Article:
Jutila Research Laboratory (BSL-3)

The BSL-3 facility consists of about 2400 sq. ft. of BSL-3 containment that includes 4 laboratory rooms, an animal containment room designed for small laboratory animals, an animal procedure room and an additional 1200 sq. ft. of support space.  The facility is state-of-the-art and built to the specifications of the Center for Disease Control (CDC).  All of the air handling, heating and cooling equipment in the building is redundant and the full electrical load of the building is backed up by an automatically operated generator. The building has an extensive security system and access to the building is limited to a few approved individuals who undergo extensive training and participate in a comprehensive occupational health and surveillance program.  The investigators working in the facility are approved to work with the select agents Coxiella burnetii (causative agent of Q fever), Brucella abortus, and Brucella melitensis (both causative agents for brucellosis).  Future work is also planned with Yersinia pestis (causative agent of plague).  All of these agents are zoonotic in that they can be transmitted from livestock to humans and are concerns for biodefense.  Although the work in the BSL-3 utilizes mice as an experimental animal, the intent is that results of our experiments can eventually be translated to therapeutic and prophylactic treatments for infectious diseases of humans and/or livestock.

 Johnson Family Livestock Facility (ABSL-2)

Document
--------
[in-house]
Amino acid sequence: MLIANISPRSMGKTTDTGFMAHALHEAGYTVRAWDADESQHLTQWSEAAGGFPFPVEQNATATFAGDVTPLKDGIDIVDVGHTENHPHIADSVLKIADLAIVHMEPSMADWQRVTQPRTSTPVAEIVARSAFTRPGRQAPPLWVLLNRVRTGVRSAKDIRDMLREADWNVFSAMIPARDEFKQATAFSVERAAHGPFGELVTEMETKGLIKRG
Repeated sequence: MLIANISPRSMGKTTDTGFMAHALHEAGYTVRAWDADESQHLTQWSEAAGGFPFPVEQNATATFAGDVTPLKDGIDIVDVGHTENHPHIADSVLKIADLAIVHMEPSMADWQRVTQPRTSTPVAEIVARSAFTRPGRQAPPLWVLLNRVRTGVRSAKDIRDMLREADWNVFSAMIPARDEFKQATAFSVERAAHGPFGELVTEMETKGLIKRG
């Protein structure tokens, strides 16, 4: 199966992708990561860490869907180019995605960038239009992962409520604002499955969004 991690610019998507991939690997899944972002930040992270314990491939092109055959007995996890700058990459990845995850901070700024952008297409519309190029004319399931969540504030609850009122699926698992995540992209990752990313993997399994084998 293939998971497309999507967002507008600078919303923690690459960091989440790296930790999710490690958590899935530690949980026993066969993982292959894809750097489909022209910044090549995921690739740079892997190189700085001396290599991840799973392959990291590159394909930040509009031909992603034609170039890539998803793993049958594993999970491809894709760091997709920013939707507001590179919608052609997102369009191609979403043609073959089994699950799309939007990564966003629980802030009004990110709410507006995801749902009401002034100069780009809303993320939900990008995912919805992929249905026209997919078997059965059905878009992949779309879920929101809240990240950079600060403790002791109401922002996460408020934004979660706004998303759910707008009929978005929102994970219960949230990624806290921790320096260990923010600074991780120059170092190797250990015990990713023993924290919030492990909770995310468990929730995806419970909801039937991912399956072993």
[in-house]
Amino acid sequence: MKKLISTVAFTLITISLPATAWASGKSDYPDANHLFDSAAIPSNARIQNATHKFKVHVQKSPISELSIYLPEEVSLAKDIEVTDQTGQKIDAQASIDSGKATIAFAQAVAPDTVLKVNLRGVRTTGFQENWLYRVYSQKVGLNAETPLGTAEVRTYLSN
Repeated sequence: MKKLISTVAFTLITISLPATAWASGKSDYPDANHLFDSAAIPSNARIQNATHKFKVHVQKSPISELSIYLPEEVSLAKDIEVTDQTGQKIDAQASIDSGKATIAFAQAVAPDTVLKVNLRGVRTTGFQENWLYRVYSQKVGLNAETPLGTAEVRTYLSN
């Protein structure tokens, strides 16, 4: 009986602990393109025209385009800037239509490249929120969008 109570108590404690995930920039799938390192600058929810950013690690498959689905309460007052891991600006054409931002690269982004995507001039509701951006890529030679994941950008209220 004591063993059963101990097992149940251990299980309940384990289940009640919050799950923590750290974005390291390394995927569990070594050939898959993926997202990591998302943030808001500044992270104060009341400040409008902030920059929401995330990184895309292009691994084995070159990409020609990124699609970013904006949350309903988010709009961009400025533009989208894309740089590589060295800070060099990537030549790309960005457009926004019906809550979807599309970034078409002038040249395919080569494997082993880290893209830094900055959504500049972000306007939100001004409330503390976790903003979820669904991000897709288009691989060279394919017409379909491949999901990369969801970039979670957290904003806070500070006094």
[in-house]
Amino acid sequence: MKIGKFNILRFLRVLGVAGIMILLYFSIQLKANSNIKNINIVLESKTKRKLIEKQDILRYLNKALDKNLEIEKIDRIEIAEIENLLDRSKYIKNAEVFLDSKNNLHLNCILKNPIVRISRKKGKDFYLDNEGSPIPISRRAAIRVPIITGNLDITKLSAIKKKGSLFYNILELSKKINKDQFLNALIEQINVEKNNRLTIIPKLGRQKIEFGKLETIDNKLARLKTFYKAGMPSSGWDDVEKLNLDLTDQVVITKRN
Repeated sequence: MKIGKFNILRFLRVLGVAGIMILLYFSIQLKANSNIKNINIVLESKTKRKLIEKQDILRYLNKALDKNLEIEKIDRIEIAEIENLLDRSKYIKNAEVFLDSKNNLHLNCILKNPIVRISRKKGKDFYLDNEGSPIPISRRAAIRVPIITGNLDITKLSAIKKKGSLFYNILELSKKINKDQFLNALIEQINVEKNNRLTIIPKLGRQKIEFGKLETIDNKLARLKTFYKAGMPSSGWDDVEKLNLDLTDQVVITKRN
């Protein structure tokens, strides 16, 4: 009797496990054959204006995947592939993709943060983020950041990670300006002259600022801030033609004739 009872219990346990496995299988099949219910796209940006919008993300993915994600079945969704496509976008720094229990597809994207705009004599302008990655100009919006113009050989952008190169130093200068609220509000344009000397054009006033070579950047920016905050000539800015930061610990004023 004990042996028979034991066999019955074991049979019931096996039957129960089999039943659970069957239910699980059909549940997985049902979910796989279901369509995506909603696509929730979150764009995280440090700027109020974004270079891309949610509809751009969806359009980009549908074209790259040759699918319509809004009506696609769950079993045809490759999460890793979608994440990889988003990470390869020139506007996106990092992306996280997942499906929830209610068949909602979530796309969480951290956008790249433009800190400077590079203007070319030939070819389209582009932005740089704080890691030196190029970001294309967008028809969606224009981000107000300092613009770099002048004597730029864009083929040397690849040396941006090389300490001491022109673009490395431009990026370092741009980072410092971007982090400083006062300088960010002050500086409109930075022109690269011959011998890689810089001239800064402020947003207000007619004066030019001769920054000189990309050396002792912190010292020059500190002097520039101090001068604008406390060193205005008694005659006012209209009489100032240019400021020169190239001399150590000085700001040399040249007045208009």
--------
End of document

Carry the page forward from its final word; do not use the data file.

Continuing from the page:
The state-of-the-art ABSL-2 large animal research facility is approximately 7,400 sq. ft. and has two animal quarantine rooms capable of holding approximately 4-5 calves each, four procedure rooms that hold 4 calves each, and two surgical suites, all under stringent climate control and ventilation for safety. The facility has the capacity to handle over 24 calves at any one time.  The facility has shower-in/shower-out capability for safety of the investigators, and the flow of traffic and air in the facility is designed to avoid infection of investigators and animal caretakers.  Containment is also designed to prevent cross-contamination of pathogens between rooms, yet provide easy movement of large animals in and out of the rooms.  The facility will allow the growth and expansion of education and research programs that better meet current and future needs of agriculture and the livestock industry, especially in the area of animal infectious diseases.  The overall goal of our large animal research program is to better understand mechanisms of infection, determine how the animal defends against infection, and ultimately show how we can enhance resistance to infection to control the associated damage and prevent further spread of the infectious organism.